KANSAS CITY, Kan. — Since 1967, generations of kids have used the Wyandotte County Sports Association baseball fields tucked away just off Interstate 435.
Clayton Bennett, was one of those kids. Years later, he now manages the complex.
“I played T-ball out here all the way up through until I was too old to play and then worked every job here from umpire to concession stand, to running to grounds crew, to now running the complex," Bennett said.
And before Bennett took over operations in 2015, his mom ran the complex.
"All my siblings worked out here in some capacity," Bennett said. "Growing up, we all played out here so yeah, it’s not a family-owned thing but heavily invested in, by our family.“
Bennett is adamant he is not the story - but talk to any one of the parents on the five teams he helps coach, or the 24 T-ball players he teaches, and they’ll tell you if it wasn’t for him playing so many rolls - this place wouldn’t be what it still is.
“No, and that’s the thing he will never admit that and even if I ask him," said Amanda Baker, who grew up playing at WyCo and now, her two children do. "He will still tell me that it doesn’t matter, he loves doing it he wants every kid to be able to play when they can play. I actually played with Clayton.“
Baker contacted 41 Action News, without Bennett knowing at first, concerned that if enough people don't volunteer and invest in keeping up the park - it won't be around for the next generation.
"I know a lot of my friends played out here and then seeing our children play out here that’s something different," Baker said. "It means a lot more to you when your parents come out here to watch their grandchildren play, on the same field that you played on.“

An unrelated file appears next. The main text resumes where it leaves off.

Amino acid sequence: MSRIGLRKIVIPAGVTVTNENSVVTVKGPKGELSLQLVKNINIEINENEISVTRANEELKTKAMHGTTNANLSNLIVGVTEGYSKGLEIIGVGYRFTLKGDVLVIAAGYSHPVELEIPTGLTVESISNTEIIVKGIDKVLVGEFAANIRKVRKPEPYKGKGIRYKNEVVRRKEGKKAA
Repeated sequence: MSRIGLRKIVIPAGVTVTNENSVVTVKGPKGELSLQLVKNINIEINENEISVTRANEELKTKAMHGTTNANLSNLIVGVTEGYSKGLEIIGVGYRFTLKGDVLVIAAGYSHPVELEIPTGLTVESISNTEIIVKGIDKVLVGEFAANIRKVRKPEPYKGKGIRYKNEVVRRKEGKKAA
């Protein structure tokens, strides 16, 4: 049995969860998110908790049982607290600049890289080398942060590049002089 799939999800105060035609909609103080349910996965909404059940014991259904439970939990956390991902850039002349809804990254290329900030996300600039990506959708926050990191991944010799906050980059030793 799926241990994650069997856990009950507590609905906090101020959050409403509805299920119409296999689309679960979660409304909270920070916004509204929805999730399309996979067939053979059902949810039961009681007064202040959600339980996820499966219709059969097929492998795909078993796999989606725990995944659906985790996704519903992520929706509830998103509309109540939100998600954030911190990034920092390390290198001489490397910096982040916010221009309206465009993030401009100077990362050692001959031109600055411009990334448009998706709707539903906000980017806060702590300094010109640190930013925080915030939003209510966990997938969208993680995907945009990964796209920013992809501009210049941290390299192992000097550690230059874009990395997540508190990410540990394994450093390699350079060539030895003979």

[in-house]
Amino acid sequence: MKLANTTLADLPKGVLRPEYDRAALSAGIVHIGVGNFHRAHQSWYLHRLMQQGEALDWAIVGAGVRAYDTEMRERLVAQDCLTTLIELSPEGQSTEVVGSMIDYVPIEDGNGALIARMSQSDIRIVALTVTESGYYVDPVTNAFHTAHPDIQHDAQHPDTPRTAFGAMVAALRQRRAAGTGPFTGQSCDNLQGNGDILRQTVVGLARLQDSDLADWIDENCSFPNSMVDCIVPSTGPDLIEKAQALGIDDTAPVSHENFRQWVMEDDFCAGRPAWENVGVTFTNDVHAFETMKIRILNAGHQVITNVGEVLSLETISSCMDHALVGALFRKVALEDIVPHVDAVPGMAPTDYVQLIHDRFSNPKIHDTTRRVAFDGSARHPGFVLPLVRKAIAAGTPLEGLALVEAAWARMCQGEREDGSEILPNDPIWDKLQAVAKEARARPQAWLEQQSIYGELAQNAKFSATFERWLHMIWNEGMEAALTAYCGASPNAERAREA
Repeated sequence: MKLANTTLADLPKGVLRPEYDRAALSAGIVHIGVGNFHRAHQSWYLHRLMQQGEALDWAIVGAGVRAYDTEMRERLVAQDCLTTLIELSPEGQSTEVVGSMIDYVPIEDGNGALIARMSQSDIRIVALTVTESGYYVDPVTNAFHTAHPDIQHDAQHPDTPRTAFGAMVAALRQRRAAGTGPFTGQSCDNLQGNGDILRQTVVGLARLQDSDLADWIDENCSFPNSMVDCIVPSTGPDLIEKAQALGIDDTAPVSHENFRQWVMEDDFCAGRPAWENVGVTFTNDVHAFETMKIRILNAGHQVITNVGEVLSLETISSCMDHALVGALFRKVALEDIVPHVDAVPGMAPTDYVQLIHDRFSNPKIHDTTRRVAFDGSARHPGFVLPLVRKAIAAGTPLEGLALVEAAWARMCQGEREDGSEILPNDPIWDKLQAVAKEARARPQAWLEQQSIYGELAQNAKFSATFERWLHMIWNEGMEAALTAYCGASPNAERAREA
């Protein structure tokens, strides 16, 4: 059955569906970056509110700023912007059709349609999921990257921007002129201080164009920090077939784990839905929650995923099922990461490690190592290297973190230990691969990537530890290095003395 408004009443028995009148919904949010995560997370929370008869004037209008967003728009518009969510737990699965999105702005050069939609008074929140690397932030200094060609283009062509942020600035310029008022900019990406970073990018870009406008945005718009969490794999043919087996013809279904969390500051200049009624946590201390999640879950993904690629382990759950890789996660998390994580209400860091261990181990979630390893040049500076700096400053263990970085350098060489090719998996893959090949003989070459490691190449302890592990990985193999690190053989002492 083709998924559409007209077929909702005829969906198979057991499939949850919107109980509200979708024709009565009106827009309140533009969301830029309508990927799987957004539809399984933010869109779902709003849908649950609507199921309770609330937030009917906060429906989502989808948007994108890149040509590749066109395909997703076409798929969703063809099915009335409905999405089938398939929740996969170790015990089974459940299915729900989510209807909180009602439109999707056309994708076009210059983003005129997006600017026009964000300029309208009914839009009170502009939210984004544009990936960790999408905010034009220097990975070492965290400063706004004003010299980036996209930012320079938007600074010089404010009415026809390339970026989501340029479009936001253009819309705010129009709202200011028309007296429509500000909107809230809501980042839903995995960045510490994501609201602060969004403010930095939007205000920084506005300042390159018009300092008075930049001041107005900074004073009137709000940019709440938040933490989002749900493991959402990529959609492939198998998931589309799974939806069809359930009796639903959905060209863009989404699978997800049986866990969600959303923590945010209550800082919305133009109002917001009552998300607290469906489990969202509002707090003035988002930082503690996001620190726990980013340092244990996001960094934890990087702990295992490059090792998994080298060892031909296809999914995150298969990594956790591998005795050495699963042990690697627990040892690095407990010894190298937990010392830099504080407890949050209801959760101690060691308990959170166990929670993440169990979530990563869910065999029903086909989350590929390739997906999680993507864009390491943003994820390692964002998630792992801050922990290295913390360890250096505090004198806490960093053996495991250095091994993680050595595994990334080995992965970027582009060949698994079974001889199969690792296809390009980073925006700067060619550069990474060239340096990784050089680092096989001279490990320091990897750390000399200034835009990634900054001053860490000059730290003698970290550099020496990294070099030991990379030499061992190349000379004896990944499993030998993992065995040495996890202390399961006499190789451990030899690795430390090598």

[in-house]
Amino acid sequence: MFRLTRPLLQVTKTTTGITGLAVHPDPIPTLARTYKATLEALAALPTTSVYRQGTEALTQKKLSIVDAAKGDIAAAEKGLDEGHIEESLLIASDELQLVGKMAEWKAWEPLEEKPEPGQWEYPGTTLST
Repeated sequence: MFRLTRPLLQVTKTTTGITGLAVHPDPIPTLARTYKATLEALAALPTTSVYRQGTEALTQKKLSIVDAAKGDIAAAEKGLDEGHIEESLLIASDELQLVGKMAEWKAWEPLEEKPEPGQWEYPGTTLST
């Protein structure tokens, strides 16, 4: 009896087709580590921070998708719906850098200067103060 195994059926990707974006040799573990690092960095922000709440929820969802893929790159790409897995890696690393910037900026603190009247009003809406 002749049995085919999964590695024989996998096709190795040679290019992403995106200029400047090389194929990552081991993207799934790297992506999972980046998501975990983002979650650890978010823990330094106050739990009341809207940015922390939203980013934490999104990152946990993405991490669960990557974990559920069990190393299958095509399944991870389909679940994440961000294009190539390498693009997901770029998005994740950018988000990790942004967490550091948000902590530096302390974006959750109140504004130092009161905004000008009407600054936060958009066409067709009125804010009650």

"We get such a bad rep here in Wyandotte because of crime and things like that, but if we don’t give our kids things to do, what do we expect them to do?" Baker said.
Whether it's spending an extra couple dollars to buy from the concession stand instead of across the street, the 15 minutes it takes to organize a team snack, or the few extra seconds it takes to pick up your trash on the way out, Bennett says the community has to start somewhere if the complex is to stick around.
“We have to remember that it starts within the community before we can go out and be the regional power, the regional team power, the national team power, we have to start within the community," she said.
Right now there are two broken light poles at the fields, meaning some of the kids can't practice or play games after dark. But if enough adult volunteers sign up through the WyCo Sports complex to staff the concession stand at each of the Monarchs games, the local Piper Booster Club will donate $800 to the fields, which Bennett says would go toward buying new lights.
Details on how to sign up and volunteer at the Monarch's games, to benefit WyCo, can be found online.
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